I write something that may at first be simple, from the heart as i said, but then I go into mad scientist mode and thing, “Oh what if I change the chord this way or add this thing here,” sometimes I get something closer to the emotion i’m trying to convey. but a lot of times simpler was truer. My bandmates tend to call me out on that stuff which is great! good to have an honest band behind you! With my debut album “A Thoughtful Collapse” I definitely feel like its the closet I’ve come to expressing myself as honestly as possible. especially with songs like “Iron Heart”.
Your music explores a lot of polyphony and a sense of harmony completely unknown to metal apart from a few bands like Eucharist, early Darkthrone, early At the Gates etc. How do you use it in your compositions and how do you believe it can be integrated into metal?
A lot of the harmony I’m using I learned from studying jazz, R&B, and observing how they are used in that context. I will let it digest for awhile, and then write using those concepts, and improvise a lot using those concepts.
The tricky thing with metal is a lot of the chord voicings I’m using would not work well with that much distortion. But you can implement that type of harmony in different ways! You can apply it more in guitar lines and melodies and something i would love to hear! I applying it more to basslines. Orchestrating the harmony among three instruments (guitar 1, guitar 2, bass) would be an interesting approach but where a majority of my harmonic voice is coming is a lot of Jazz and a lot of R&B. Bill WIthers and Stevie Wonder can totally get metal if you let it!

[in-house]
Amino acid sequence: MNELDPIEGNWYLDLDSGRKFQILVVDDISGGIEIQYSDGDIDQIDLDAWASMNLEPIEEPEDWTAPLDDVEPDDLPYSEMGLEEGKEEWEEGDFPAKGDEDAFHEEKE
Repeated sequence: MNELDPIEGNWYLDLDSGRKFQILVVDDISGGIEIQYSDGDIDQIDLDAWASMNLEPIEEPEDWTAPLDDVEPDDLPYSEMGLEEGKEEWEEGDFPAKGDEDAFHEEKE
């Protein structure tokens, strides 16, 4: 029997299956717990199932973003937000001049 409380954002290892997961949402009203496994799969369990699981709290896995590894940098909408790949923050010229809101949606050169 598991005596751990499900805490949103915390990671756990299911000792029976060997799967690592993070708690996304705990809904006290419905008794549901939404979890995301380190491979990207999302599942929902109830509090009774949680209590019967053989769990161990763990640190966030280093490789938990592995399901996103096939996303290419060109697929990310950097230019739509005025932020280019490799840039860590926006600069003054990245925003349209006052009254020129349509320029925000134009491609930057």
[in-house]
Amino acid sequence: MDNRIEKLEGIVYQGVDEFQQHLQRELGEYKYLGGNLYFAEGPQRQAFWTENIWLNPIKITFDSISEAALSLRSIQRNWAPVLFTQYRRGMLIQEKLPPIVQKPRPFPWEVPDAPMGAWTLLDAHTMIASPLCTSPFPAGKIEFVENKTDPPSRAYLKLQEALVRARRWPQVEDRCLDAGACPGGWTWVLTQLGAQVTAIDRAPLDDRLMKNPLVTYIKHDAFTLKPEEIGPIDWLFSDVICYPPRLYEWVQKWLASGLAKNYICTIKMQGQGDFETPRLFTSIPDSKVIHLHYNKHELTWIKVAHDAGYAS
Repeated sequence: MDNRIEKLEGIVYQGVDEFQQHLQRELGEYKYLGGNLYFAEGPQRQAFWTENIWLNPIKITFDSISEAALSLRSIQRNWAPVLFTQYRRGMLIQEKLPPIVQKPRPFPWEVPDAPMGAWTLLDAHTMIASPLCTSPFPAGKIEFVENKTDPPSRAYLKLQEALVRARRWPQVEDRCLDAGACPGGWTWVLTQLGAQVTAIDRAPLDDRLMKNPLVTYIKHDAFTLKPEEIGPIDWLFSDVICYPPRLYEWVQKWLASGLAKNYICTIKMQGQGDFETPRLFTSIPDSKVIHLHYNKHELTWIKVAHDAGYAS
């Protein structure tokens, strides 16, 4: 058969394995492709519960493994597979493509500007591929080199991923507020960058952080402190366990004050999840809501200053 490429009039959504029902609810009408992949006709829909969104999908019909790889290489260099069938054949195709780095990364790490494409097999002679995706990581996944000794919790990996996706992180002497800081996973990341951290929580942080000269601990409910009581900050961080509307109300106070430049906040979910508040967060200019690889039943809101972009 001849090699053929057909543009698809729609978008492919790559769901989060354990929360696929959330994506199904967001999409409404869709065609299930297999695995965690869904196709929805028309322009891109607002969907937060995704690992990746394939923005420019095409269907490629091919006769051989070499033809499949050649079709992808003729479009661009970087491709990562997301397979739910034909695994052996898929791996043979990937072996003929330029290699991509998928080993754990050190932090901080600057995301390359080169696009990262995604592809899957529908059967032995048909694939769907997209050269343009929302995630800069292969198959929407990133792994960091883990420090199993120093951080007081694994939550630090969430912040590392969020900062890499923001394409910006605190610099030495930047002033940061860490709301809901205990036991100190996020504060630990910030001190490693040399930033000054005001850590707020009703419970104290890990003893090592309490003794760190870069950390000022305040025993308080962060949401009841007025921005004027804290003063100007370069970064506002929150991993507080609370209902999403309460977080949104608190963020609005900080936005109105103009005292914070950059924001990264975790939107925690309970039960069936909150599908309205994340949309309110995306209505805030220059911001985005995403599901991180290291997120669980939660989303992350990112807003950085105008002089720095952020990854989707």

Take “aint no sunshine” By BIll Withers. Dark and bluesy Harmony, yet simple. I hear a lot of minor chords in metal, honestly a lot of similar chord progressions as “Ain’t no Sunshine.” To me what gives that Bill Withers song such great harmonic movement is the bluesiness helps break it up and not feel to stuck in this minor drone. Or how stevie wonders chord progressions are always moving, but never feel out of place or too much. Those are interesting things to observe. those tendencies, and though that music is clearly not Metal, you can take little things here and there and try to apply them.